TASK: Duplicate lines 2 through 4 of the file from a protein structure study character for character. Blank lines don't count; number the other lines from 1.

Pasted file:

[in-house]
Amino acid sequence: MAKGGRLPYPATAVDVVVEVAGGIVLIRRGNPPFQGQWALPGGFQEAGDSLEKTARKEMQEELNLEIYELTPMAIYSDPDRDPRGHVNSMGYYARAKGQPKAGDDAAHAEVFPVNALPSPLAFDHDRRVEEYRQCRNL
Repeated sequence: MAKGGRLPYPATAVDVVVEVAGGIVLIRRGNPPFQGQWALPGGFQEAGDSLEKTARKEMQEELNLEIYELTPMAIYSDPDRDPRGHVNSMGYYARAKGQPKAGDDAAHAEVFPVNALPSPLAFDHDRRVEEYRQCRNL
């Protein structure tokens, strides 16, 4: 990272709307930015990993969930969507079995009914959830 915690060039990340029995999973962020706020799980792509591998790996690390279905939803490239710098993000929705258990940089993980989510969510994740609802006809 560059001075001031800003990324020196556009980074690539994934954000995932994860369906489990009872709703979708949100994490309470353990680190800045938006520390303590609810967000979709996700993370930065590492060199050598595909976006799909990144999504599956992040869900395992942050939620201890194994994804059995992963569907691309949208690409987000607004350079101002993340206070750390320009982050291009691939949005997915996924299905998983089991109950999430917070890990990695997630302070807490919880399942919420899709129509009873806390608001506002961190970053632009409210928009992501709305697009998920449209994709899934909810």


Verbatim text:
Amino acid sequence: MAKGGRLPYPATAVDVVVEVAGGIVLIRRGNPPFQGQWALPGGFQEAGDSLEKTARKEMQEELNLEIYELTPMAIYSDPDRDPRGHVNSMGYYARAKGQPKAGDDAAHAEVFPVNALPSPLAFDHDRRVEEYRQCRNL
Repeated sequence: MAKGGRLPYPATAVDVVVEVAGGIVLIRRGNPPFQGQWALPGGFQEAGDSLEKTARKEMQEELNLEIYELTPMAIYSDPDRDPRGHVNSMGYYARAKGQPKAGDDAAHAEVFPVNALPSPLAFDHDRRVEEYRQCRNL
């Protein structure tokens, strides 16, 4: 990272709307930015990993969930969507079995009914959830 915690060039990340029995999973962020706020799980792509591998790996690390279905939803490239710098993000929705258990940089993980989510969510994740609802006809 560059001075001031800003990324020196556009980074690539994934954000995932994860369906489990009872709703979708949100994490309470353990680190800045938006520390303590609810967000979709996700993370930065590492060199050598595909976006799909990144999504599956992040869900395992942050939620201890194994994804059995992963569907691309949208690409987000607004350079101002993340206070750390320009982050291009691939949005997915996924299905998983089991109950999430917070890990990695997630302070807490919880399942919420899709129509009873806390608001506002961190970053632009409210928009992501709305697009998920449209994709899934909810």